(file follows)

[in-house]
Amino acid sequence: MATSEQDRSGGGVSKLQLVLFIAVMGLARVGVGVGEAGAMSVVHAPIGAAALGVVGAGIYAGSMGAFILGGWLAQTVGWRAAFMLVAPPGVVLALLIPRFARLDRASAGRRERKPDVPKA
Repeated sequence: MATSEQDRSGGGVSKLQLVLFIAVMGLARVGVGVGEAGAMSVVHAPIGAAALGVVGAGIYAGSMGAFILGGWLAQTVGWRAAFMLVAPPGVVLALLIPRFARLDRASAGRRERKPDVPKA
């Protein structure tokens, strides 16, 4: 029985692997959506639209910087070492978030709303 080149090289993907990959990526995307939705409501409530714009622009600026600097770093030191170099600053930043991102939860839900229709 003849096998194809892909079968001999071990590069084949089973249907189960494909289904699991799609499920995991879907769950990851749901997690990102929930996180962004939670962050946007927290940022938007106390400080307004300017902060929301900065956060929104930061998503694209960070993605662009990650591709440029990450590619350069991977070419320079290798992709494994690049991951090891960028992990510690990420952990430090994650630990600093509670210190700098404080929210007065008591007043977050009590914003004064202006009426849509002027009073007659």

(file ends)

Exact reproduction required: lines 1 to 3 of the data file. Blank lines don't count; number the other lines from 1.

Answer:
[in-house]
Amino acid sequence: MATSEQDRSGGGVSKLQLVLFIAVMGLARVGVGVGEAGAMSVVHAPIGAAALGVVGAGIYAGSMGAFILGGWLAQTVGWRAAFMLVAPPGVVLALLIPRFARLDRASAGRRERKPDVPKA
Repeated sequence: MATSEQDRSGGGVSKLQLVLFIAVMGLARVGVGVGEAGAMSVVHAPIGAAALGVVGAGIYAGSMGAFILGGWLAQTVGWRAAFMLVAPPGVVLALLIPRFARLDRASAGRRERKPDVPKA